Quite apart from James' connection to Scotland via his family's recent Glen Affric connection, I don't see anything odd about them having a Scottish theme.  They are British, and Scotland is still part of the island of Britain and of the Kingdom of Great Britain and Northern Ireland.  If they like things Scottish, why not incorporate them into their wedding?  Isn't imitation still considered to be the sincerest form of flattery?  

I am now mildly interested in this wedding.  Whisky and bagpipes work for me.  Not sure about the haggis canapes.

JMHO, but they are ENGLISH.... and his father BOUGHT a property in Scotland (and a title to go with it)...... as someone with quite deep-rooted Scottish ancestry, I do see it as cultural appropriation - the Scots don't like the English coming and taking their stuff!!

But you're right, with all their money they can have whatever they want.

I take your point. I hadn't taken that into consideration.  I was just thinking of cultural appropriation in general terms.

Though I still think it's OK to have Scottish elements if that's what they want, I sincerely hope no-one who is not Scottish or with a good claim to wear it, wears anything tartan. That would be too crass.

Oh yes, a few touches here and there (who doesn't want good whiskey served at their wedding?? And the haggis canapes sound "interesting") but I was just imagining Terribly Rich James in a kilt  Nerves

Haggis canapes are actually delicious...we had them at our wedding, although I was marrying a Scot in Scotland. 
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Tinika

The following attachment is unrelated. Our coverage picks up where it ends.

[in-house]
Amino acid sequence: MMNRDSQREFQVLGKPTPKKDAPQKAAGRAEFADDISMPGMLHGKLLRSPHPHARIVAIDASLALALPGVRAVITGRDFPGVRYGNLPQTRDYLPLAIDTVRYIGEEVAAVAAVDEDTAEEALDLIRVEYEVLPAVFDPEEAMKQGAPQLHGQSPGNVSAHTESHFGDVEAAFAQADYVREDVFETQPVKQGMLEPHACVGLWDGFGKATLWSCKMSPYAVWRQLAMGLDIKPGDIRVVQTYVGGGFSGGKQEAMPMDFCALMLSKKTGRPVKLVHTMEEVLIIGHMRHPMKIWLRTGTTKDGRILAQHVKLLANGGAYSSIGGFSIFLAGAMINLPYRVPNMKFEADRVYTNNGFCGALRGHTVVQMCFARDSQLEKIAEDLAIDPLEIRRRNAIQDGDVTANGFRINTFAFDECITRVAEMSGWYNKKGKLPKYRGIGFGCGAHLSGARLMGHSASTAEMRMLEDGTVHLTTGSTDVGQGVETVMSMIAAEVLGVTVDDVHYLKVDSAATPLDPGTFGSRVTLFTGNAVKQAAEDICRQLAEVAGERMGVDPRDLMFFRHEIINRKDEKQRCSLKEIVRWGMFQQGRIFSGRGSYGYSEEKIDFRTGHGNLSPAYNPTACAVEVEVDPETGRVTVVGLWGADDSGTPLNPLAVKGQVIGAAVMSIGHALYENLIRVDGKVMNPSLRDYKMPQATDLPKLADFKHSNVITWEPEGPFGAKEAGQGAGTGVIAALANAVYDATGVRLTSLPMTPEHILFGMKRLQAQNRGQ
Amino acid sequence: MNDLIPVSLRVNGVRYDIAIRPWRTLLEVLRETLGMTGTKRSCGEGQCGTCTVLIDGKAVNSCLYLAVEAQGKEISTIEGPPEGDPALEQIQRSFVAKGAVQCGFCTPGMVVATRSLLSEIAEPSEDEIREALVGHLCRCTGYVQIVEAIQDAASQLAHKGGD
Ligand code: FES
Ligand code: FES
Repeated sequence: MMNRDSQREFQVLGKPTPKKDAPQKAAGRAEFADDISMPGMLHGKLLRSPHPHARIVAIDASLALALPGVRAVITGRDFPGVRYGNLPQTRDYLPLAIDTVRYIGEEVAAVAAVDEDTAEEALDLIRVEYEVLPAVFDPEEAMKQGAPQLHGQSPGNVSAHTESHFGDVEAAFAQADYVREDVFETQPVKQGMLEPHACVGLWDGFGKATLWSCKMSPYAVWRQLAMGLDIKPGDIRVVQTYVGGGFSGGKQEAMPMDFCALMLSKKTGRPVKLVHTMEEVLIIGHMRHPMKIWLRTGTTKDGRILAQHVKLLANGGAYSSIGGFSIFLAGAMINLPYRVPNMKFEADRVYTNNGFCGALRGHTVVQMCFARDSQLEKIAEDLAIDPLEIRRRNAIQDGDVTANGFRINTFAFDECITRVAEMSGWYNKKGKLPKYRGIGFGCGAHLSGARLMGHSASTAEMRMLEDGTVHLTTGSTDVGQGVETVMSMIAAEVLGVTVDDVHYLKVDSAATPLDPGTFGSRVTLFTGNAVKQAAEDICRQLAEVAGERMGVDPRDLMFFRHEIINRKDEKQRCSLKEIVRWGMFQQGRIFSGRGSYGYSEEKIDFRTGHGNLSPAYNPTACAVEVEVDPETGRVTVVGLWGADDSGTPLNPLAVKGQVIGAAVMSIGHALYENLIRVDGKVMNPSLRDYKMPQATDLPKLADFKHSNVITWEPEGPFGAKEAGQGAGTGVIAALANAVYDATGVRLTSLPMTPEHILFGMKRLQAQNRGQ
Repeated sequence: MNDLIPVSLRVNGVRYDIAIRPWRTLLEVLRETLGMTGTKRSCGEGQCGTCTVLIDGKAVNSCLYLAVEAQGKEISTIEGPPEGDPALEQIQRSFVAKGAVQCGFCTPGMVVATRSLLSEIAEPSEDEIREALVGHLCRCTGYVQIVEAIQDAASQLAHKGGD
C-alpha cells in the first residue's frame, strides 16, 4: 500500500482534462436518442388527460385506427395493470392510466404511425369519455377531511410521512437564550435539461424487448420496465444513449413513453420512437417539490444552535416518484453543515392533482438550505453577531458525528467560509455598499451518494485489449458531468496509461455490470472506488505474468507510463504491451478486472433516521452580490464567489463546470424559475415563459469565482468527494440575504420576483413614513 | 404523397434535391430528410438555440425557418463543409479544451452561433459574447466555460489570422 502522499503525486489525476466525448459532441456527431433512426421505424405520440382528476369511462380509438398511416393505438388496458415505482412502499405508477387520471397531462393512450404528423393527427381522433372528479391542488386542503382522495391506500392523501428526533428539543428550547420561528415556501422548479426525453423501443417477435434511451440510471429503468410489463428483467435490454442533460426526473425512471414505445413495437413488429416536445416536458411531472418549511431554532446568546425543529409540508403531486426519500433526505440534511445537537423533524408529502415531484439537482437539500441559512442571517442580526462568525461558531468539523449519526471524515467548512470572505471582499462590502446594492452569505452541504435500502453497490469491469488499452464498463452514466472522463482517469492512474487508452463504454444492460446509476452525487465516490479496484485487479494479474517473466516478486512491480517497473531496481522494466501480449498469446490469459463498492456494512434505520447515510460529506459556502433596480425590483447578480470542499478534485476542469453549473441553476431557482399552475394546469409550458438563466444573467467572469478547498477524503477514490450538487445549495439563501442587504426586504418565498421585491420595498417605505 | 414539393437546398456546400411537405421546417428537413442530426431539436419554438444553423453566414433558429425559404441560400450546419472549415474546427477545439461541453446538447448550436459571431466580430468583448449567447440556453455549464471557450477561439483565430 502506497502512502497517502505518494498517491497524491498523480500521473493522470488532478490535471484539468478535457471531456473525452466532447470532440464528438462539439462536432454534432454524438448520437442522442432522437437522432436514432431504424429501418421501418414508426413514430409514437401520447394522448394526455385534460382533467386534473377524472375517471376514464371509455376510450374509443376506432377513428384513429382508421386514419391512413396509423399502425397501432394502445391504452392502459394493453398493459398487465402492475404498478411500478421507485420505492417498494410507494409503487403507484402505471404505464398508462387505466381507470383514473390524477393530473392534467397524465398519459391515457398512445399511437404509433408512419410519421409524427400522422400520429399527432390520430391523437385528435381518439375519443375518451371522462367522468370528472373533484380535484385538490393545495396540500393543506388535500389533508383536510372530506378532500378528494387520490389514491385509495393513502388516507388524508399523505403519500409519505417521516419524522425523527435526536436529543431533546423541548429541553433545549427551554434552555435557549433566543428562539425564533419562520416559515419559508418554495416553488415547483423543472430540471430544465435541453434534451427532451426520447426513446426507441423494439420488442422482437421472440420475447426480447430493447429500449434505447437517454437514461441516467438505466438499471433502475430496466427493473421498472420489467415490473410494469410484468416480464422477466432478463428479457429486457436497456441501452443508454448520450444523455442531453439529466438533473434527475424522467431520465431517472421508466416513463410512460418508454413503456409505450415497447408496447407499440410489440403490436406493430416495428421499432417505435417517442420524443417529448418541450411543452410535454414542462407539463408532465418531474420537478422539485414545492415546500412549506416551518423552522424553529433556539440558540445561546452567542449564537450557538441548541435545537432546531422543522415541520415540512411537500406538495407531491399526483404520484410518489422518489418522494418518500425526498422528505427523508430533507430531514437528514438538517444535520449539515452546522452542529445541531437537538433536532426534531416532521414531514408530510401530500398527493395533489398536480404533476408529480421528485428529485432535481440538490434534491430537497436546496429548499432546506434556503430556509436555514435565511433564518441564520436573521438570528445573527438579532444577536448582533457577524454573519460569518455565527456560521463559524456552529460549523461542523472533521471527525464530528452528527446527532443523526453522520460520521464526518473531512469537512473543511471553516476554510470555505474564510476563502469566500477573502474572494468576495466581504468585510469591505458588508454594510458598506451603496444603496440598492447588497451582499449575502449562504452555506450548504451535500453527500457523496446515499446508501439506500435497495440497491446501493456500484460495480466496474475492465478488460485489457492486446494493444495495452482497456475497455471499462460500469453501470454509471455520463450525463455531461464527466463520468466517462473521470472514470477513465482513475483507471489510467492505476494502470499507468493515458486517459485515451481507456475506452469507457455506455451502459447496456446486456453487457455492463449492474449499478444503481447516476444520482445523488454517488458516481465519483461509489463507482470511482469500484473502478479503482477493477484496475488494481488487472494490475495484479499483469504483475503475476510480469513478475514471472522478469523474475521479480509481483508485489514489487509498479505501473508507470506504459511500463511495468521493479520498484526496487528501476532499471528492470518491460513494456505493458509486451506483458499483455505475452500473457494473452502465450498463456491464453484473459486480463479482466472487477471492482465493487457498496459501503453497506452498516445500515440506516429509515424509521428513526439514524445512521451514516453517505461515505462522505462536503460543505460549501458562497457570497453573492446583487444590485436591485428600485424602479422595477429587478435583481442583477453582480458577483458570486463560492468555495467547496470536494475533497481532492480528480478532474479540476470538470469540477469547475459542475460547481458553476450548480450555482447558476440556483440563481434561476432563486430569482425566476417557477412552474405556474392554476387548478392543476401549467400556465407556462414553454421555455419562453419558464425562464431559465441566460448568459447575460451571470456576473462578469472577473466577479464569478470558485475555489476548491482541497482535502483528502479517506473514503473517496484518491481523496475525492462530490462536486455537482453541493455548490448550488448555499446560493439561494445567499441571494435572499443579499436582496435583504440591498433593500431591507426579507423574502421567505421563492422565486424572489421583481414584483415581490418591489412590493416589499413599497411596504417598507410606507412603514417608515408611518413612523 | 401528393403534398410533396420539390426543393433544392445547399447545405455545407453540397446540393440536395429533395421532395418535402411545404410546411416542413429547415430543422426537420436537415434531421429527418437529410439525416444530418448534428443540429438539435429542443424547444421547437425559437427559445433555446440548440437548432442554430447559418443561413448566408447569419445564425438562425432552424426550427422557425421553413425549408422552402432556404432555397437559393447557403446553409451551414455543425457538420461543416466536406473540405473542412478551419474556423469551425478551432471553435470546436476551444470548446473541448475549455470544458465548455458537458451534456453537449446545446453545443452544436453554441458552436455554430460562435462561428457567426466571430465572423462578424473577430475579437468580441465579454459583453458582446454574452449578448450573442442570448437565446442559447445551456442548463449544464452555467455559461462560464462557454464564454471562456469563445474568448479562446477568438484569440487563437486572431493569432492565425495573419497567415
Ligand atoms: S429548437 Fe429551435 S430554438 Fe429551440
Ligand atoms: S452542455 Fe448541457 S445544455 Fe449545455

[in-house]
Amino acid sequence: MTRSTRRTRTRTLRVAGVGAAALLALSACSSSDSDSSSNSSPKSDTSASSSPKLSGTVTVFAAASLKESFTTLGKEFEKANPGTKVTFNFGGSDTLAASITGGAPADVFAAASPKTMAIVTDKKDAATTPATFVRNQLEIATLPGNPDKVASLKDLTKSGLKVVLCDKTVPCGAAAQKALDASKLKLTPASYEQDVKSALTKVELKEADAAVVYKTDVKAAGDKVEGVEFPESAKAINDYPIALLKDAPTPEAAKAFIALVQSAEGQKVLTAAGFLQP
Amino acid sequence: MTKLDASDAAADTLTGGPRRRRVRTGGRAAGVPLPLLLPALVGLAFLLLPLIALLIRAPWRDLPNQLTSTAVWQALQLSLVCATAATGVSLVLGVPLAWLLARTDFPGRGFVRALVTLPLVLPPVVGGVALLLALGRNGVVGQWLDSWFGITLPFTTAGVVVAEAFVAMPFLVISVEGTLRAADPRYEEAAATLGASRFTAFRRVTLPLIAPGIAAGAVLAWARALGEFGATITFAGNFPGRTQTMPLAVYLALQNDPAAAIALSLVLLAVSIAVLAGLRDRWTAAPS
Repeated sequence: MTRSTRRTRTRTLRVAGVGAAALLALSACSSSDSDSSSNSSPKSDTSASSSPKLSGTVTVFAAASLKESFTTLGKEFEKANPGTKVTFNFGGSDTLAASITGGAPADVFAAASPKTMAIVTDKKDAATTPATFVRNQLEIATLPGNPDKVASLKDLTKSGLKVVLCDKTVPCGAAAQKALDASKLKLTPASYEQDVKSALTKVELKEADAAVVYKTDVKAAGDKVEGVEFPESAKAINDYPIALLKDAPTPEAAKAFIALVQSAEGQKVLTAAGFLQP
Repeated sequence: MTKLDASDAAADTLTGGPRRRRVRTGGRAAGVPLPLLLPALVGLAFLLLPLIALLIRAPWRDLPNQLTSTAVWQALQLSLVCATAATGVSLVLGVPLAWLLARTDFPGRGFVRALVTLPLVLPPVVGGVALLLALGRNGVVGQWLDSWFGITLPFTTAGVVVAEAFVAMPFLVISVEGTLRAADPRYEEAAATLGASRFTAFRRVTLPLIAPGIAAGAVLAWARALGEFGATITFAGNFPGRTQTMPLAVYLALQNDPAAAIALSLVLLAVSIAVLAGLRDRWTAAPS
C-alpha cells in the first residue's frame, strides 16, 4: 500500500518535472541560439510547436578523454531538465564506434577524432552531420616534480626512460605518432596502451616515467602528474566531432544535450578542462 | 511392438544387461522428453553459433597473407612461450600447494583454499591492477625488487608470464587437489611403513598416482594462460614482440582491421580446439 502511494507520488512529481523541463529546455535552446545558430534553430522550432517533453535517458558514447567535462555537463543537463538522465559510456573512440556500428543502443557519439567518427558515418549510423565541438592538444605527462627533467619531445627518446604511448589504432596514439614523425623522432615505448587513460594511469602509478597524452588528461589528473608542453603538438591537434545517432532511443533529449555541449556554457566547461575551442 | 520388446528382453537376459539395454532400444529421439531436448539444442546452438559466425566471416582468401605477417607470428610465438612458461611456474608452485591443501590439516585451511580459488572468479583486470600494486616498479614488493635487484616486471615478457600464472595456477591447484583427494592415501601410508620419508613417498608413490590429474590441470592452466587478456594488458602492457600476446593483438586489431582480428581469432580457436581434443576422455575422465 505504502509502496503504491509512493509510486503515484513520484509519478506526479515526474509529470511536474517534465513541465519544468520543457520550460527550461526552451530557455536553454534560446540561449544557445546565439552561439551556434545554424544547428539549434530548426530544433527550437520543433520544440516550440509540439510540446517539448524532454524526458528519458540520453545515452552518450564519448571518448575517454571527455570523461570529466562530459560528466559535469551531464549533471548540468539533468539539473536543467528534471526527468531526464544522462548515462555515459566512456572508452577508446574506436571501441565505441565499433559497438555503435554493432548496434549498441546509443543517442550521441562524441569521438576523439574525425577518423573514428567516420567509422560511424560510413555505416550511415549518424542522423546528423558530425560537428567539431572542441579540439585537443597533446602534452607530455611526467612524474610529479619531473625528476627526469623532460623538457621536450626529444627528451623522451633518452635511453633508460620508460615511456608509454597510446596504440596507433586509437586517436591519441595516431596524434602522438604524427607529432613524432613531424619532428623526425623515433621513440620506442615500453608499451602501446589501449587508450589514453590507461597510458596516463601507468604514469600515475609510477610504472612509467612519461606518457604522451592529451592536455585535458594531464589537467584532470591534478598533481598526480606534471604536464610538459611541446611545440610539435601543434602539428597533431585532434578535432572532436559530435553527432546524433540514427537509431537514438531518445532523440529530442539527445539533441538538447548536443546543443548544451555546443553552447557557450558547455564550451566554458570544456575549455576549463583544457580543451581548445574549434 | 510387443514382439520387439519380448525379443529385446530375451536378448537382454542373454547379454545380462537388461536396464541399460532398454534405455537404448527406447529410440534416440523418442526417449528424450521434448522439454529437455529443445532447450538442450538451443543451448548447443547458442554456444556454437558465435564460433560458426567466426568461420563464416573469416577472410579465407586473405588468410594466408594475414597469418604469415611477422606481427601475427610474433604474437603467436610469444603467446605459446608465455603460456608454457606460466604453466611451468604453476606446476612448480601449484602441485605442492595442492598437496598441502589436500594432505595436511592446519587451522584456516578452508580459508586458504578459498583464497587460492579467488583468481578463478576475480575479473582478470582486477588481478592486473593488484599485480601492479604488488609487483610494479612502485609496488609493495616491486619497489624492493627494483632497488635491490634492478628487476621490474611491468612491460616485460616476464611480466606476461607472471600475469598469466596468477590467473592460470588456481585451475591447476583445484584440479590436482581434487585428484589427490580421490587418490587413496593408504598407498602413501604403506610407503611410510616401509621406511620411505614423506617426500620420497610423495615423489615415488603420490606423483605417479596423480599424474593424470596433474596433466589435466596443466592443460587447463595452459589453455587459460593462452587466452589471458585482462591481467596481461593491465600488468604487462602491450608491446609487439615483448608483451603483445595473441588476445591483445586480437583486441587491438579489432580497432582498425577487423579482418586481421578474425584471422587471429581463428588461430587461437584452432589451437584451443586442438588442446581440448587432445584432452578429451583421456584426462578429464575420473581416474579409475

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« Reply #4390 on: May 20, 2017, 08:22:11 PM »

Quite apart from James' connection to Scotland via his family's recent Glen Affric connection, I don't see anything odd about them having a Scottish theme.  They are British, and Scotland is still part of the island of Britain and of the Kingdom of Great Britain and Northern Ireland.  If they like things Scottish, why not incorporate them into their wedding?  Isn't imitation still considered to be the sincerest form of flattery?  

I am now mildly interested in this wedding.  Whisky and bagpipes work for me.  Not sure about the haggis canapes.

JMHO, but they are ENGLISH.... and his father BOUGHT a property in Scotland (and a title to go with it)...... as someone with quite deep-rooted Scottish ancestry, I do see it as cultural appropriation - the Scots don't like the English coming and taking their stuff!!

But you're right, with all their money they can have whatever they want.

I take your point. I hadn't taken that into consideration.  I was just thinking of cultural appropriation in general terms.

Though I still think it's OK to have Scottish elements if that's what they want, I sincerely hope no-one who is not Scottish or with a good claim to wear it, wears anything tartan. That would be too crass.

Oh yes, a few touches here and there (who doesn't want good whiskey served at their wedding?? And the haggis canapes sound "interesting") but I was just imagining Terribly Rich James in a kilt  Nerves